Based on claim construction informed by the intrinsic record, the U.S. Court of Appeals for the Federal Circuit affirmed a district court’s grant of summary judgment of non-infringement by Amgen’s Enbrel® product. Amgen, Inc. v. Ariad Pharmaceuticals, Inc., Case Nos. 09-1023 (Fed. Cir., June 1, 2009) (Moore, J.).
Ariad’s patent claims methods comprising “reducing NF-κB activity.” The reduction of NF-κB activity is desirable because NF-κB increases the harmful expression of certain genes. All of the asserted claims include the limitation “reducing NF-κB activity in cells.” The district court construed this phrase to mean “taking action inside cells to directly inhibit (interfere or block) an NF-κB activity.” Amgen’s Enbrel® works outside the cells by binding to free TNF-α, which in turn binds to cell surface receptors that respond by inducing NF-κB activity. The district court concluded that Amgen’s Enbrel®, which works outside the cell, could not infringe the asserted claims. Accordingly, district court granted Amgen’s summary judgment motion of non-infringement.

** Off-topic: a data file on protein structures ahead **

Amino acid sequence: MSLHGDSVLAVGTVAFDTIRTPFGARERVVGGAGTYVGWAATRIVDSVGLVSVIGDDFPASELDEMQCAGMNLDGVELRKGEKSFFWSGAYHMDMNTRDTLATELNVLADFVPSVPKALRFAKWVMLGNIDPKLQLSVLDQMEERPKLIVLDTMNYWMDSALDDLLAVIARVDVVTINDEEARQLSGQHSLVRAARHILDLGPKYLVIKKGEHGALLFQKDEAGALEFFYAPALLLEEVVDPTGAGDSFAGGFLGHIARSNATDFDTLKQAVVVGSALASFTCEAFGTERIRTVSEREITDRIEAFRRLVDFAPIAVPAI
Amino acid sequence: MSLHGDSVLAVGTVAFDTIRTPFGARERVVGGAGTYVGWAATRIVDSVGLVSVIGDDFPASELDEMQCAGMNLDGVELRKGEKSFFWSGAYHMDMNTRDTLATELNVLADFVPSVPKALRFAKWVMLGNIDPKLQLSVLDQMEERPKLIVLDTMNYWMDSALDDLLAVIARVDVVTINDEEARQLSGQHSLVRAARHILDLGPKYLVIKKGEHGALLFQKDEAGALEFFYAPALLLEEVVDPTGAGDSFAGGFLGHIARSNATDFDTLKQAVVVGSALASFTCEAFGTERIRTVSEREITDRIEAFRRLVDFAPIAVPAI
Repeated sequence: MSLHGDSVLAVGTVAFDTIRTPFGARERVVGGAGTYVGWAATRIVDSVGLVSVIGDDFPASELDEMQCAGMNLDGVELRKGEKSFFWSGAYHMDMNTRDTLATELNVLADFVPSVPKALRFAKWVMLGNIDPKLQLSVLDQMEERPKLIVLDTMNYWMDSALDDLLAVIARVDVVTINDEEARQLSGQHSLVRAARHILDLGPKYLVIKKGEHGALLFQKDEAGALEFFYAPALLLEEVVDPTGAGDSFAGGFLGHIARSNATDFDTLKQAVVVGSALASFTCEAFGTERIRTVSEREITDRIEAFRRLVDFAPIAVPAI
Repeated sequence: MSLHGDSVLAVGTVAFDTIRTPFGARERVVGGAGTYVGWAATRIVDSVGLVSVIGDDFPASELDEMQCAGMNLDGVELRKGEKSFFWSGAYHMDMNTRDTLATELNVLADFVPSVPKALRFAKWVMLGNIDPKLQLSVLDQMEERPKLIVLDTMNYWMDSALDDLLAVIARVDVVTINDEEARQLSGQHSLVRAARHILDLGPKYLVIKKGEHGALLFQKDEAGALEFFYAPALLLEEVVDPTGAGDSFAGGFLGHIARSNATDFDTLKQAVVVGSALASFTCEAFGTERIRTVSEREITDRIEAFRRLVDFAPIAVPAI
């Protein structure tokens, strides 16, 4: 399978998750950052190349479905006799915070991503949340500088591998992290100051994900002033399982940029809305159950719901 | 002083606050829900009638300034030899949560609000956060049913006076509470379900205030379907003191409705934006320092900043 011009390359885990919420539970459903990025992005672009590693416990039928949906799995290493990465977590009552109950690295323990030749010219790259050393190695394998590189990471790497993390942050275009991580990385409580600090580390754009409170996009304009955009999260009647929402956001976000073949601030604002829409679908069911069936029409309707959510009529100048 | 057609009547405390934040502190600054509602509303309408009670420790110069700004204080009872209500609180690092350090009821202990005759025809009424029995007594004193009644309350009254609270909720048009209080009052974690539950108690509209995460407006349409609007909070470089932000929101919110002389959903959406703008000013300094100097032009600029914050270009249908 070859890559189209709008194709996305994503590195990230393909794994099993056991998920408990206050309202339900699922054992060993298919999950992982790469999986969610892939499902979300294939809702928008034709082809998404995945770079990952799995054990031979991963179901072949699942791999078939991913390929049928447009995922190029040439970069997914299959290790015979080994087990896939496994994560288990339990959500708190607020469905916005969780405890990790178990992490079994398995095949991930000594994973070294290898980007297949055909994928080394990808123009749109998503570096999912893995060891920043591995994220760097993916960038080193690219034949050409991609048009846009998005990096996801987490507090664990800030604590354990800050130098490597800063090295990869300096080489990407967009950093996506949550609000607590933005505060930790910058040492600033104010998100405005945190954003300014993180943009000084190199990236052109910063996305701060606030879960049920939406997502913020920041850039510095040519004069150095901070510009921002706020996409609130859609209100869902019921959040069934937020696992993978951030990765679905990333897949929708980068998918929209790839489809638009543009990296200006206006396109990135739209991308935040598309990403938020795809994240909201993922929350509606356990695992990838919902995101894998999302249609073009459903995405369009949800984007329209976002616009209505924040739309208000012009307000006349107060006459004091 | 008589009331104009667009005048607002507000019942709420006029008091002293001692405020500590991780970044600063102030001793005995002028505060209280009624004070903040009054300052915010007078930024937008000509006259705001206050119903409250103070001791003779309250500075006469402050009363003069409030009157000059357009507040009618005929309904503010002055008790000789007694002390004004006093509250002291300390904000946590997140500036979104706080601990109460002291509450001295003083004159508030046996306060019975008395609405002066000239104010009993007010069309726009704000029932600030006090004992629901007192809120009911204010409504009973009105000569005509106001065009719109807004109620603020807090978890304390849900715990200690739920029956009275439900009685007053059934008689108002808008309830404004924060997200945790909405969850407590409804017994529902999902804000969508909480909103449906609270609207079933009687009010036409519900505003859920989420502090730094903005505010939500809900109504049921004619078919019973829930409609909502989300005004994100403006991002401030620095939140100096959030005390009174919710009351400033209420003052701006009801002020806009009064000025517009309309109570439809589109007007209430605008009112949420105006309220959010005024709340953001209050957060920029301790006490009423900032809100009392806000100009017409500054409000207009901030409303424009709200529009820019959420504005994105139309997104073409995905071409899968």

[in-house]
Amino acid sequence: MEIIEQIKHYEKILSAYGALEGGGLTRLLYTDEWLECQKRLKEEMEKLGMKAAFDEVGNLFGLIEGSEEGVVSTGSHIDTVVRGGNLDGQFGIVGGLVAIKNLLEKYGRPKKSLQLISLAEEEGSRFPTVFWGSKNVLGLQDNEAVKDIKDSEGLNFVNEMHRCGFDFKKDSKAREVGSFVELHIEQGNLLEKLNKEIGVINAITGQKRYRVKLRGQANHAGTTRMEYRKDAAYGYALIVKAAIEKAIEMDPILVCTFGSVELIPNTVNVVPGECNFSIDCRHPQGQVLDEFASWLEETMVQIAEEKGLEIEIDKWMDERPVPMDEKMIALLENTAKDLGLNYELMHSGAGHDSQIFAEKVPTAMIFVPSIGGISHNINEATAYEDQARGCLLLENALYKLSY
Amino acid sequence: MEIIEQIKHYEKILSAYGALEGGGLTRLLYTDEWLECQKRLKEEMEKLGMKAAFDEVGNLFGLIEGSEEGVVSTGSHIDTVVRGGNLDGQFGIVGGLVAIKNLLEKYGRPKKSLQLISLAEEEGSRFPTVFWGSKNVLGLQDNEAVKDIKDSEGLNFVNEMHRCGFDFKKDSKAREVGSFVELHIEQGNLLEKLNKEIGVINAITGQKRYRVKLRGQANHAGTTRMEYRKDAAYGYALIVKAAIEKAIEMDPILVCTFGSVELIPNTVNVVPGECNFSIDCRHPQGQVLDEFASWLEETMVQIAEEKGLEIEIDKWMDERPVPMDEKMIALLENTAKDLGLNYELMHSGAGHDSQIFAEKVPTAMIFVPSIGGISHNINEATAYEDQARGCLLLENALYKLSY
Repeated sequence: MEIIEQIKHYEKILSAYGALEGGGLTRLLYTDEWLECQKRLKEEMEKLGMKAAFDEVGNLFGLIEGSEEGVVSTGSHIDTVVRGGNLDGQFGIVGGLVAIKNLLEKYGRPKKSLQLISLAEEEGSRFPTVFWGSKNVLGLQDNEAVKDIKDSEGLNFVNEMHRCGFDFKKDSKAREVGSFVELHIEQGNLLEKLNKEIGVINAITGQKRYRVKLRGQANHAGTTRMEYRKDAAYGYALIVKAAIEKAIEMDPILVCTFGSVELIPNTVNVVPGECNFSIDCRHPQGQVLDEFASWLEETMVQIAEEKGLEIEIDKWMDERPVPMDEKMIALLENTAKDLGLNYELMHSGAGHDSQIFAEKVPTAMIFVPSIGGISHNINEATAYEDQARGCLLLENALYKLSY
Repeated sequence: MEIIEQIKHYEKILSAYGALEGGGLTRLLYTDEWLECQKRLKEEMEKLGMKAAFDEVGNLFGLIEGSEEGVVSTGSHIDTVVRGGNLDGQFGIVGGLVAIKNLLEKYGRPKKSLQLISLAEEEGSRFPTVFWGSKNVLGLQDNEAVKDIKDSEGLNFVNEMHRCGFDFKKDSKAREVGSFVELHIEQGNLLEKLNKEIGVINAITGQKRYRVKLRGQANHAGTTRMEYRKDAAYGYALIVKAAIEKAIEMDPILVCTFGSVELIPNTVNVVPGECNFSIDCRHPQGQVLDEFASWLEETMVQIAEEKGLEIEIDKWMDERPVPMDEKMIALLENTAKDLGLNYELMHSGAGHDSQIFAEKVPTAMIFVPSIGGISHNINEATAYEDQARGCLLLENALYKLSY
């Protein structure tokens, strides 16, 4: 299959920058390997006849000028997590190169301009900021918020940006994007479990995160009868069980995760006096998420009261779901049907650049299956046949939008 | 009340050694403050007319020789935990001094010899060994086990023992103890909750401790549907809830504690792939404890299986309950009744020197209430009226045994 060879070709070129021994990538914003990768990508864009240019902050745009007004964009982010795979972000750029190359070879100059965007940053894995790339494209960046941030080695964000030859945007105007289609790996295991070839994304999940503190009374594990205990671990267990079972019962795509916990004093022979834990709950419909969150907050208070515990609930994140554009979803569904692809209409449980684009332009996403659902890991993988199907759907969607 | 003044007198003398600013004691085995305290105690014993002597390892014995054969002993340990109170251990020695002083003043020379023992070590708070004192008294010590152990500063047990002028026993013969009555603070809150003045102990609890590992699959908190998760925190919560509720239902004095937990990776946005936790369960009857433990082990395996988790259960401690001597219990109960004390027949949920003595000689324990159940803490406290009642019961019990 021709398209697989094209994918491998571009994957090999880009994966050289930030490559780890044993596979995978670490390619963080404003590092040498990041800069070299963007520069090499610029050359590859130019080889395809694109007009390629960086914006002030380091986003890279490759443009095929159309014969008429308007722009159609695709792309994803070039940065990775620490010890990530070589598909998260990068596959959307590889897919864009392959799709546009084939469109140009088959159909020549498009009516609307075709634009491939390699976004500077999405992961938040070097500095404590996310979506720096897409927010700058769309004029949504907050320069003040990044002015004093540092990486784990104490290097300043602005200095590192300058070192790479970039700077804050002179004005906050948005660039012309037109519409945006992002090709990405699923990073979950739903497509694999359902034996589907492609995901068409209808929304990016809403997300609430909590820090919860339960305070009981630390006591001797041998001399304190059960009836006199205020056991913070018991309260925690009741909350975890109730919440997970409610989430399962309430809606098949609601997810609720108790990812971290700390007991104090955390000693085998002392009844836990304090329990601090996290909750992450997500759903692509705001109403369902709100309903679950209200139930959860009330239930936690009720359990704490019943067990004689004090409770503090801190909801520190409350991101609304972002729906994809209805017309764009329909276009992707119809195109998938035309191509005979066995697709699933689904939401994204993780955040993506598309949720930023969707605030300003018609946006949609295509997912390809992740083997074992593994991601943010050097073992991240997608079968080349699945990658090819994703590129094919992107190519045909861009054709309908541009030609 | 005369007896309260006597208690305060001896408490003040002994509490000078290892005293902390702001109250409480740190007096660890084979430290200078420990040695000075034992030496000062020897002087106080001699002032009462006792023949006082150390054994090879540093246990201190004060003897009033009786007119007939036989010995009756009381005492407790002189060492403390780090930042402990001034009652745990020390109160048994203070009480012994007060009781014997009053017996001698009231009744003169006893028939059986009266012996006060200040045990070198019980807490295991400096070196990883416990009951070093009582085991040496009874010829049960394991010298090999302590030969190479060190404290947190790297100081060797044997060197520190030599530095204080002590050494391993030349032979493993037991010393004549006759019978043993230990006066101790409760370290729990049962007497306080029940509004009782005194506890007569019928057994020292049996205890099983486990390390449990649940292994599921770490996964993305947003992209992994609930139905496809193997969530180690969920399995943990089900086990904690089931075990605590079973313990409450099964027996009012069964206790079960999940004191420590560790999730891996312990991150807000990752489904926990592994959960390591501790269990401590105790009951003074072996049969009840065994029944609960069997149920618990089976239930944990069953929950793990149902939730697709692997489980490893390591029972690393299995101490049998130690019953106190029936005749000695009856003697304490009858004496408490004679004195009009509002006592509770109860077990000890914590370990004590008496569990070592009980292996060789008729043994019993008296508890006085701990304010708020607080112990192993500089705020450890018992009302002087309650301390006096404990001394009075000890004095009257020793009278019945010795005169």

On appeal, the Federal Circuit noted that the district court agreed with Amgen that agents that act outside the cell do not infringe, while agents that act inside the cell may infringe. The Court pointed out that Ariad did not argue that the reducing act could occur anywhere. Rather, the Court observed, Ariad would place the boundary “at some indefinite place” outside of the cell, such that accused drugs including Enbrel® are captured, while certain prior-art drugs, such as antibiotics, are left out of the claim scope. While the Court agreed with Ariad that the asserted claims have a limited scope, it concluded that Ariad’s particular choice of boundary lacked foundation in the intrinsic evidence. After noting that the ordinary meaning of the term “reducing NF-κB activity in cells” admits alternative views, the Court relied on “unequivocal” statements by the patentee in the specification and prosecution history to conclude that the term limits the asserted claims to methods in which the action that reduces NF-κB activity takes place inside the cell.